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What is Shelley Fabares’s Net Worth?
Summary of Shelley Fabares’s Net Worth
|Net Worth:||$1.5 Million|
|Salary:||No public information|
|Income:||No public information|
|Date of Birth:||Jan 19, 1944|
|Height:||5 ft 4 in (1.626 m)|
|Profession:||Singer, Actor, Television producer|
|Nationality:||United States of America|
Shelley Fabares has an estimated net worth of $1.5 Million.
Michele Ann Marie ” Shelley ” Fabares ( Santa Monica, California, January 19, 1944) is an American actress and singer. Her best-known performances were as Donna Reed’s daughter in The Donna Reed Show (1958-1963) and as Christine Armstrong in Coach (1989-1997).
In cinema, she appeared in three films alongside Elvis Presley. As a singer, she released the single “Johnny Angel” in April 1962, which reached number one on the Billboard Hot 100 chart.
Shelley Fabares’s Career
If you were a young male teen sprouting up in the 1950s, and you had a thing for Patty Duke or Elinor Donahue, you most likely were also in love with Shelley Fabares, who for five years on The Donna Reed Show portrayed Mary Stone, the dainty, darling, and beyond-perfect ideal daughter of the small screen.
Although she may have frequently bickered, if lovingly so, with her TV brother, Jeff Stone (played by the eclectic Paul Peterson), she never dared to speak a cross word to her mother and father (portrayed by Donna Reed and Carl Betz).
Adorable and loyal, petite and pretty, Fabares’s Mary Stone was nothing less than angelic throughout her entire run of the series. She proved so popular that Fabares parlayed her sweet all-American appeal into a lengthy career beyond the Reed series, leaving the show after the fifth of its eight seasons (when Mary was said to have attended college), appearing in only two episodes afterward.
While playing Mary on the Reed show, Fabares kept to herself in real life. As she told Peggy Herz in 1973, in junior high she was “a loner.” She had a happy home life but spent most of her childhood in her bedroom with the door closed. “I wasn’t unhappy, I was just reading and writing.” She enjoyed school and did well. She and her sister, Nanette (named for their aunt Nanette Fabray), both attended Catholic schools. “We were serious students,” she said, even though her sister was more outgoing that she was.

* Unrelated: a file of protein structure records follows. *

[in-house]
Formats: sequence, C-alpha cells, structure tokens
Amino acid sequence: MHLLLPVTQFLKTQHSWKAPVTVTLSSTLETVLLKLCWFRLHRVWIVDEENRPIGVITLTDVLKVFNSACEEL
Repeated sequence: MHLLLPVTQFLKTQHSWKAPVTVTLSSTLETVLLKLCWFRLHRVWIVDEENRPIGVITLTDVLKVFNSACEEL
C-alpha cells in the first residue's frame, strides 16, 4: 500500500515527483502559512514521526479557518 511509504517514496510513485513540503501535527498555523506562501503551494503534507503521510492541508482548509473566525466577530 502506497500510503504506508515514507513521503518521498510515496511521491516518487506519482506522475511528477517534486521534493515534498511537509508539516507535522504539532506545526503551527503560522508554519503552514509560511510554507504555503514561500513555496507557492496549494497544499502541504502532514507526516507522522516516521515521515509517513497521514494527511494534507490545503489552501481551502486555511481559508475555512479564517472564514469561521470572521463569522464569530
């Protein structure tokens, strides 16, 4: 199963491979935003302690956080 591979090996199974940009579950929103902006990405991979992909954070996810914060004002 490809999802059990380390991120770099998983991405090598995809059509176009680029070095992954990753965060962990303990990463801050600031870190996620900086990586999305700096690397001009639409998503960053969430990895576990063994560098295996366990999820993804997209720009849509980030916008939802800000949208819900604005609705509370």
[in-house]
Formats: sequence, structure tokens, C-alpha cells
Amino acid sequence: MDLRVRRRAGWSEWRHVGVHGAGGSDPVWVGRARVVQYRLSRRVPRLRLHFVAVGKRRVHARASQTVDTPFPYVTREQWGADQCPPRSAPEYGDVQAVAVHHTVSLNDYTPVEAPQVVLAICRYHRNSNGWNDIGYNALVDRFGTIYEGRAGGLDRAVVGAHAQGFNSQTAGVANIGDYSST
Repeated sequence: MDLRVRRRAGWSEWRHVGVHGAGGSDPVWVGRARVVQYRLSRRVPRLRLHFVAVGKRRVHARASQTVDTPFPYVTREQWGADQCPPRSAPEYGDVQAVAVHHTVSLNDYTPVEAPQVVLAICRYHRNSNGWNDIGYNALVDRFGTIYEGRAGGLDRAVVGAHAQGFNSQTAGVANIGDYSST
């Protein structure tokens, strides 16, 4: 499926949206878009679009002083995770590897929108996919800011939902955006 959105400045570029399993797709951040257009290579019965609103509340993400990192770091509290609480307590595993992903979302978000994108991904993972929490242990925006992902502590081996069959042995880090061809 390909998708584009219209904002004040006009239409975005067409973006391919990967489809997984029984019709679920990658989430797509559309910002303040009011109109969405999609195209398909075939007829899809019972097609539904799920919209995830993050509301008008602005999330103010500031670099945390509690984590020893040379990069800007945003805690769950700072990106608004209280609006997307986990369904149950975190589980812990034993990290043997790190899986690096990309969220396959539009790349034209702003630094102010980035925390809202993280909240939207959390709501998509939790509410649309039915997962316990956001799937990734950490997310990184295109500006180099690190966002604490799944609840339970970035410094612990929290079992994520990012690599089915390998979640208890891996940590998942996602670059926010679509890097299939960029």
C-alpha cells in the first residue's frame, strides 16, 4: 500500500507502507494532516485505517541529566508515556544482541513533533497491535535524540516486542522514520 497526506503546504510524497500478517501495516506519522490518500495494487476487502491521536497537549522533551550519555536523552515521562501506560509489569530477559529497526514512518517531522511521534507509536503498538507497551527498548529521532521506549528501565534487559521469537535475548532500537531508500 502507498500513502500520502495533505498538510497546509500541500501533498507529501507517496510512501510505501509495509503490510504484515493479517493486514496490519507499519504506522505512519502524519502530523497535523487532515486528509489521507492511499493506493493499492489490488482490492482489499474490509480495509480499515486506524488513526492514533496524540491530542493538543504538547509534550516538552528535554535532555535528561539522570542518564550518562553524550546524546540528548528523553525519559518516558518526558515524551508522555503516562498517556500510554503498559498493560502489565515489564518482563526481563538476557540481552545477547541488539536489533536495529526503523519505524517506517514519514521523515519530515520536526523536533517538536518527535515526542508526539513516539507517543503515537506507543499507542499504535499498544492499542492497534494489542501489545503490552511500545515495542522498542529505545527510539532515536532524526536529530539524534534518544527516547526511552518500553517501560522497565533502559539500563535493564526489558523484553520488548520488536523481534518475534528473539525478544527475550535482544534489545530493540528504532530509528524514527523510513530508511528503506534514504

As to her stint on Donna Reed, Fabares started on the show in 1958, when she was 14 and she had been acting since she was 3 years old. “Both my sister and I enjoyed working,” she said. “It sounds like we had one of those stage mothers who pushed us and made us work, but that wasn’t the case. We could stop at any time for any reason. We did it because we enjoyed it.” Before Fabares began The
Donna Reed Show, she surmised that it would be a good experience. “It turned out to be a thousand times better than that,” she said.
Decades later, on August 18, 1994, Fabares appeared on ABC’s Good Morning, America to promote Coach, her then-new show on the network. Here, she played girlfriend-turned-wife Christine Armstrong to series lead Craig T. Nelson from 1989 to 1997.
More than anything, Morning host Charlie Gibson wanted to know about her stint on Reed. “It was hard for me to realize we were doing a television show,” she replied. “We were a family. For years after the show was over, we would get together once a month and have lunch. We would talk to each other in between times, but we had a standing date, just so we could keep that connection. We really did become a family.”
When Gibson further prodded her on what she recalled the most from the show, Fabares said: